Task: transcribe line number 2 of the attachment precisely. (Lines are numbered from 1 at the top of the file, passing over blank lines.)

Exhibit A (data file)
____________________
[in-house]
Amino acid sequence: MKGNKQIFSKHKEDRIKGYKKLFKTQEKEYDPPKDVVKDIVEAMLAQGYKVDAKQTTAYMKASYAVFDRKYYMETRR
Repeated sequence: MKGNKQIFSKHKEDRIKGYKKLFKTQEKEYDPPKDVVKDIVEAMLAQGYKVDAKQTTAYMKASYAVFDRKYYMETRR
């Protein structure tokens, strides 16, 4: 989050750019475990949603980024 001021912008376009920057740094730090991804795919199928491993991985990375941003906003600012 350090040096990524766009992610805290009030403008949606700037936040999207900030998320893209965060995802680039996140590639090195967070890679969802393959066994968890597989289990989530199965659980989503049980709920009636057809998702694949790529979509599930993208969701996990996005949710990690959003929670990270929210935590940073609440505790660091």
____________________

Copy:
Amino acid sequence: MKGNKQIFSKHKEDRIKGYKKLFKTQEKEYDPPKDVVKDIVEAMLAQGYKVDAKQTTAYMKASYAVFDRKYYMETRR